Hurricane Ida Leaves Over 1 Million Without Power, Could Be Weeks To Restore

Hurricane Ida left more than 1 million people without electricity and caused “catastrophic damage” in Louisiana and Mississippi as rescue teams began sifting through areas hit by raging winds and floodwaters on Monday, according to the White House.

The “extremely large and powerful” hurricane made landfall in the Gulf Coast on Sunday, leaving massive destruction and flooding in its wake and destroying energy providers’ transmission systems, said White House press secretary Jen Psaki in a Monday briefing.

It could take weeks to get power back in many areas, the White House said. This would leave people without refrigeration or air conditioning as temperatures are expected to stay in the high 80s this week.

Rescue officials have begun searching in hard-hit areas across the state, but it appears New Orleans avoided disastrous levels of flooding last seen during Hurricane Katrina thanks to an upgraded system of levees meant to protect against fierce storms. More than $14 billion was spent on the network after it failed in 2005, and Ida presented one of the most dire tests of the levees since.

Still, Ida left more than 300,000 people without access to clean water on Monday and about 2,000 were staying at shelters after evacuating their homes. At least three people have died, but Gov. John Bel Edwards (D) said he expected that toll to rise “considerably” as rescue teams searched houses flooded by storm surges.

Hurricane Ida is one of the most powerful hurricanes recorded in the United States. The storm notably left all of New Orleans without power, tearing through the area on the 16th anniversary of the deadly Hurricane Katrina, which devastated the region in 2005.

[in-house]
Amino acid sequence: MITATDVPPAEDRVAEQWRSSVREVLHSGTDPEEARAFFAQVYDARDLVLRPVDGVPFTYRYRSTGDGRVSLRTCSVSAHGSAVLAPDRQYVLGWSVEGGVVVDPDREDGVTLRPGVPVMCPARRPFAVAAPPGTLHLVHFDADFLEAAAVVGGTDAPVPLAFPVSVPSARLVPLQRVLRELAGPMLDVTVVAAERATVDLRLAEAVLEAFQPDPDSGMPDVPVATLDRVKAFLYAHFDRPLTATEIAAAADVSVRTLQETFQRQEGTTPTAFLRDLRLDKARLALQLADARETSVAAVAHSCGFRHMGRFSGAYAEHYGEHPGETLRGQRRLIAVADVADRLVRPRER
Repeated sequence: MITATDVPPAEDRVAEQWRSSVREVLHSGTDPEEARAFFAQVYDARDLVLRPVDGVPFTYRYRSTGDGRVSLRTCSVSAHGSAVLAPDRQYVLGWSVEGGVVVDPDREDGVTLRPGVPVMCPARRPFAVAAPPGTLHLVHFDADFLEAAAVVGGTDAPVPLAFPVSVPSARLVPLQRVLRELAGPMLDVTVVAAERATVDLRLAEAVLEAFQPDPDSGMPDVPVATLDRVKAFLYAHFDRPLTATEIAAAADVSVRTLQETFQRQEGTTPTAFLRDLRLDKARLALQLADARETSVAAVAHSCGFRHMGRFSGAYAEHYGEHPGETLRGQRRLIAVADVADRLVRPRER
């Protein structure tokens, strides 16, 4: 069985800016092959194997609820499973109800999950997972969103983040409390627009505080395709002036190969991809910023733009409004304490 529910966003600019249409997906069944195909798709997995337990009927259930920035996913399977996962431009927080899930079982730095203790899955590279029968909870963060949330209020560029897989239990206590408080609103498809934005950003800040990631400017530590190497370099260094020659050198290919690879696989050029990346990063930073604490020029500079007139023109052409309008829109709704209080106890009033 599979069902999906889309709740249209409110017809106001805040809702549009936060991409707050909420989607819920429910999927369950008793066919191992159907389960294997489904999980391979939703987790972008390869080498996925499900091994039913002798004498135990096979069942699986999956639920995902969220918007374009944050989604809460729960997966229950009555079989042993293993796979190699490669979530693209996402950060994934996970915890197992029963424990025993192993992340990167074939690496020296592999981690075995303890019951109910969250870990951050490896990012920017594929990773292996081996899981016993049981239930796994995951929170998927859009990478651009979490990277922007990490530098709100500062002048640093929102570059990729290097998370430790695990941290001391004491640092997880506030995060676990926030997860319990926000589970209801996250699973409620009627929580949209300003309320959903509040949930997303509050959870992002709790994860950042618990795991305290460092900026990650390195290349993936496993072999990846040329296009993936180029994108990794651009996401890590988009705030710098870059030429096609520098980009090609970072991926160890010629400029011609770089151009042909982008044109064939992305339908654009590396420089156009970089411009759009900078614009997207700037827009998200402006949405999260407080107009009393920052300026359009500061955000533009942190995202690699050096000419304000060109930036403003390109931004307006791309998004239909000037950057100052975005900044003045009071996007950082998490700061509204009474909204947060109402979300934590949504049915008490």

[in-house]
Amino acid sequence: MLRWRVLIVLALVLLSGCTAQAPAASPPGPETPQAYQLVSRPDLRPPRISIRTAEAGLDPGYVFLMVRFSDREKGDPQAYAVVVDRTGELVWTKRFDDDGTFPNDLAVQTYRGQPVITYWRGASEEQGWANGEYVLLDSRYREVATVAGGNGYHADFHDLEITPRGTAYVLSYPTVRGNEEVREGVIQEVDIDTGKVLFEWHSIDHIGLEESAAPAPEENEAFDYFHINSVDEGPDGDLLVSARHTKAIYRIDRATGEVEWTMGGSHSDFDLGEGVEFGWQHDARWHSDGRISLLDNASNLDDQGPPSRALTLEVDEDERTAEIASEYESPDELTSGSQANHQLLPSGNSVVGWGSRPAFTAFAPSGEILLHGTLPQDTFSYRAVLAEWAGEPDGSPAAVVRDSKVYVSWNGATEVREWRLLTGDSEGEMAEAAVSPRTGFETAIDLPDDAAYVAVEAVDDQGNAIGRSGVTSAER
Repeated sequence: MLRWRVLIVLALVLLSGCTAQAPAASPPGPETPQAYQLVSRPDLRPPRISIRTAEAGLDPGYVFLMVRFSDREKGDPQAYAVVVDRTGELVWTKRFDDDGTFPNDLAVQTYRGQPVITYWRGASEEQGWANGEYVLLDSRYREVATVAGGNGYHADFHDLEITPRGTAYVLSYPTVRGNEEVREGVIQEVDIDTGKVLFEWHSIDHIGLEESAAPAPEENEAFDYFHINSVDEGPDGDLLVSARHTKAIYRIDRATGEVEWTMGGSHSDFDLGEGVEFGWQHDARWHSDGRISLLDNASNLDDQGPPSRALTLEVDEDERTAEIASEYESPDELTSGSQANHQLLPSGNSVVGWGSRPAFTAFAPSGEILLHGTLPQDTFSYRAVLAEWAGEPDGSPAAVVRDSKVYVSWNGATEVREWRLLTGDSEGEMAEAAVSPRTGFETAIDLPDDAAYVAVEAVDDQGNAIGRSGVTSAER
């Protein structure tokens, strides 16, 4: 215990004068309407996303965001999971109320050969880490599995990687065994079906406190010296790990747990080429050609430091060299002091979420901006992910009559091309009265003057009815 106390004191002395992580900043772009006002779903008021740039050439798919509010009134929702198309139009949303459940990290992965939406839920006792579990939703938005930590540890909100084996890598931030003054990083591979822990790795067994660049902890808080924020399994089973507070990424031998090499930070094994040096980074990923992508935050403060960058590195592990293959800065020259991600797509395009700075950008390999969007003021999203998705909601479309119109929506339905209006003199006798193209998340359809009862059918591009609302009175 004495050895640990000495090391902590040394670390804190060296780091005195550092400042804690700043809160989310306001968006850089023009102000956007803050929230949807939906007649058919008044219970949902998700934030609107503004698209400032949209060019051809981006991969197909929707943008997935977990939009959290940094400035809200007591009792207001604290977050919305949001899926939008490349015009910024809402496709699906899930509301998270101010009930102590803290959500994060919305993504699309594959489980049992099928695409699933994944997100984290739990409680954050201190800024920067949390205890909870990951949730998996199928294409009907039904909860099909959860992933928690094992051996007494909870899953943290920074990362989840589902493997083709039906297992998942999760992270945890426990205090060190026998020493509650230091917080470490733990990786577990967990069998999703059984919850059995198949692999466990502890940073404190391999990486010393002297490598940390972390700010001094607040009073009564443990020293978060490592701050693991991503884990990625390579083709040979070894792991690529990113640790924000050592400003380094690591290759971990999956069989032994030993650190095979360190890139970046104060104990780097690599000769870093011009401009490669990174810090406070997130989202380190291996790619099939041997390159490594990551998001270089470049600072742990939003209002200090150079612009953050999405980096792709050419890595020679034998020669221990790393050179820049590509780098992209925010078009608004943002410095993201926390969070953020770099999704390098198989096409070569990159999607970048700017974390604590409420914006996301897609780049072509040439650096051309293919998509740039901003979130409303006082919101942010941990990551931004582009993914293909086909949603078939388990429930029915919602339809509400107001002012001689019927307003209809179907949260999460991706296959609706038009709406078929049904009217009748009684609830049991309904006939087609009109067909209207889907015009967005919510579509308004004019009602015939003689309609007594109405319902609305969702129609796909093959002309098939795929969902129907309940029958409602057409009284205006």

Alonzo Lewis rescues items from his mother's home after it was destroyed by Hurricane Ida on Monday in Laplace, Louisiana.

Alonzo Lewis rescues items from his mother’s home after it was destroyed by Hurricane Ida on Monday in Laplace, Louisiana.

Human-caused climate change contributes to storms becoming more powerful, according to climate researchers, with hurricanes bringing higher winds, releasing more rainfall and intensifying more quickly — leading to devastating consequences for affected communities.  

The communities most vulnerable to climate change — including those that experience slower recoveries in the aftermath of climate disasters — are disproportionately poor, Black and Latinx. Both Louisiana and Mississippi have disproportionately Black populations. 

Even as Ida has been downgraded to a tropical storm, it is expected to continue to produce heavy rainfall, and flooding remains a threat as the storm moves into other states, including Tennessee, warned the White House.

More than 3,600 responders from the Federal Emergency Management Agency have been deployed to the region and are focusing on search and rescue, medical evacuations, providing emergency food and shelter, and restoring electrical power.   

Over 2,200 people have sought safety in dozens of shelters in Louisiana so far, The Associated Press reported. Those running emergency shelters are taking steps to prevent the spread of COVID-19, Psaki said.

There has been a sharp rise in COVID-19 cases since July in both Louisiana, where only 41% of residents are fully vaccinated, and Mississippi, where only 38% of residents are fully vaccinated.

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